Actually, before I start, I’ll better show my cards. Every piece about Fallout 3 is picked over by obsessive people from either side – because, it seems, you have to have a side with Fallout 3 – looking for weaknesses in moral character. Rather than people worrying whether I’m a casual apologist or whatever, here’s the way I’m wired. While having played both the original Fallouts, I didn’t obsessively – they came out in a non-PC-owning year, and went back too late. That said, RPGs remain my definitive genre, though I’d put the boundaries further than most purists. And, probably most damningly, I don’t care about game lineages whatsoever. If Fallout 3 was a Rainbow-Islands-inspired upwards-scrolling platformer, I would only object if it was a pale imitation of those tiny-lesbians (NO REALLY!) Bub and Bob’s finest hour. And that applies just as strongly to games I adore as games I merely respect too, before anyone goes in that direction.
And, with all that said, Fallout 3 was mostly highly entertaining.
The writing? Even with an hour – and half of that actually doing the social chat thing – it’s too early to really make a call. If there’s a problem, it’s less with the words or the voice-acting, but the relatively stiff characters as they deliver them. I remember the sheer wonder when I first played Vampire: Bloodlines, with characters who’d actually act like… well, actors. That we’re years on, and only Mass Effect in the RPG has really raised the stakes at all is somewhat depressing.
Oh – and there seems to be more conversation options than Oblivion too. There’s a lot of the classic three (Nice Guy/Mercenary Guy/Cunt), but alternates turned up too. Perhaps predictably with my like of slutting my way through RPGs, I picked the Lady’s Man perk which was soon put to work on a working girl. To get extra information. A little extra information I like to call “Sex”.
Actually, just extra information.
Perhaps oddly, my biggest reservation was what Mat liked a lot. That is, the VATS system. I’m not sure what may have changed – certainly in some demonstrations people have noted it seems to cause fatalities more often than would be reasonable (And lots more gore too). That certainly wasn’t true when I played, making my experience – the gore was extreme, but not comic extreme, and the killing power wasn’t absolute. Talking to another Journalist there, he couldn’t see why anyone would use it when just shooting does the job well enough. I’m not sure I agree – when it works, it’s agreeably cinematic, and it has its own flavour.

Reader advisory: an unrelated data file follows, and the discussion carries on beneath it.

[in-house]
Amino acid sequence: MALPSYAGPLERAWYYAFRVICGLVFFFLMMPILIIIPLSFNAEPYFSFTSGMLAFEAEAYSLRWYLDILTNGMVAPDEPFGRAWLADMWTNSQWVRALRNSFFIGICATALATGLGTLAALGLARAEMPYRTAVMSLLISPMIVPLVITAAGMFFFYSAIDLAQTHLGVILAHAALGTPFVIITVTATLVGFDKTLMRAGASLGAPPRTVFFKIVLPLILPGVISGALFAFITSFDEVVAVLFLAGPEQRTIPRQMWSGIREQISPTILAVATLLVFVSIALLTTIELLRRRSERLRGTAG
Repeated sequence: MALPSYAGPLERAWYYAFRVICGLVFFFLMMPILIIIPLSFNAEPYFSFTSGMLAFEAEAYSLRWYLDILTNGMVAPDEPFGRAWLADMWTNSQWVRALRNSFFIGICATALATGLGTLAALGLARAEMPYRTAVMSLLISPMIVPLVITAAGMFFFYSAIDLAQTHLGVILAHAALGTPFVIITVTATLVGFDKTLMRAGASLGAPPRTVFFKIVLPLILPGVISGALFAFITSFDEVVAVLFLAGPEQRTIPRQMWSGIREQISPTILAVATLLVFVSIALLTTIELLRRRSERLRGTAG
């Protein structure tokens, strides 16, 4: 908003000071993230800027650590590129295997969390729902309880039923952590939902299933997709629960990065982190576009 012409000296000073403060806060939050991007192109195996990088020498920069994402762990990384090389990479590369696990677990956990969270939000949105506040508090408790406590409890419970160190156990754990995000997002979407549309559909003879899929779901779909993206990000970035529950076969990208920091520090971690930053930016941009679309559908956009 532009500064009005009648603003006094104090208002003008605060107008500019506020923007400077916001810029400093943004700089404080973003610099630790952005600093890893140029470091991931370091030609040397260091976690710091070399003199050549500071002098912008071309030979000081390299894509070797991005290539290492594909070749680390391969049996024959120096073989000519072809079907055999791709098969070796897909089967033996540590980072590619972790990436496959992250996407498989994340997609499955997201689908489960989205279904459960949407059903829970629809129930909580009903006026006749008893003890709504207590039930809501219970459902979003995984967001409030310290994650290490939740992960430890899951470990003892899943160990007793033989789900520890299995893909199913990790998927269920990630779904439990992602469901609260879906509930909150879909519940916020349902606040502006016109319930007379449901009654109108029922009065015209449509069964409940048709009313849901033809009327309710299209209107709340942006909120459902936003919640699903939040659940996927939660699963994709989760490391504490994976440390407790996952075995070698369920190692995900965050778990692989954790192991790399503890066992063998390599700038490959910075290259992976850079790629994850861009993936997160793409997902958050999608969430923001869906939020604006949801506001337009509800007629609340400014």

You can read the rest here, thanks Killzig.
From Internode Games Network:
Weekends generally aren’t times for big news to be released, but the past couple of days have been hinting at something that may well make a lot of Australian gamers very happy. We’ve been hearing from several little birdies that Fallout 3 will be modified for release in Australia, thus ensuring that we won’t miss out completely after the original version was refused classification early last month.
While, as always, these rumours should be taken with a healthy pinch of salt, I’ve just gotten off the phone to the Classifications Board, and they’ve confirmed that a second edition of Fallout 3 has indeed been submitted for classification.
Before you go dancing in the streets, keep in mind that this new submission may be knocked back as well, but Bethesda are pretty savvy, they’ve read the details on why the game was refused classification here, and they’ve obviously made what they consider to be the “appropriate” changes.